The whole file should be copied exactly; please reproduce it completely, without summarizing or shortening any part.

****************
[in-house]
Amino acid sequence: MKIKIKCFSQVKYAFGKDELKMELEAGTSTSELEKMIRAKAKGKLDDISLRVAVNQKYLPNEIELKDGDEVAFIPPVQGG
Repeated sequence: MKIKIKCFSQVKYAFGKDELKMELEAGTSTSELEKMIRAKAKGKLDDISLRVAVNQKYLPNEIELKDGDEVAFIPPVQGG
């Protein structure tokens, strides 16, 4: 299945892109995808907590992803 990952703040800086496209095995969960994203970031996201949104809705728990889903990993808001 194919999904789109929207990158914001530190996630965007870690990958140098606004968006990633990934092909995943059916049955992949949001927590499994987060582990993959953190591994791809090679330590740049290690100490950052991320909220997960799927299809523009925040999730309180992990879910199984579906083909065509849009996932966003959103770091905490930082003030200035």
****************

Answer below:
[in-house]
Amino acid sequence: MKIKIKCFSQVKYAFGKDELKMELEAGTSTSELEKMIRAKAKGKLDDISLRVAVNQKYLPNEIELKDGDEVAFIPPVQGG
Repeated sequence: MKIKIKCFSQVKYAFGKDELKMELEAGTSTSELEKMIRAKAKGKLDDISLRVAVNQKYLPNEIELKDGDEVAFIPPVQGG
């Protein structure tokens, strides 16, 4: 299945892109995808907590992803 990952703040800086496209095995969960994203970031996201949104809705728990889903990993808001 194919999904789109929207990158914001530190996630965007870690990958140098606004968006990633990934092909995943059916049955992949949001927590499994987060582990993959953190591994791809090679330590740049290690100490950052991320909220997960799927299809523009925040999730309180992990879910199984579906083909065509849009996932966003959103770091905490930082003030200035």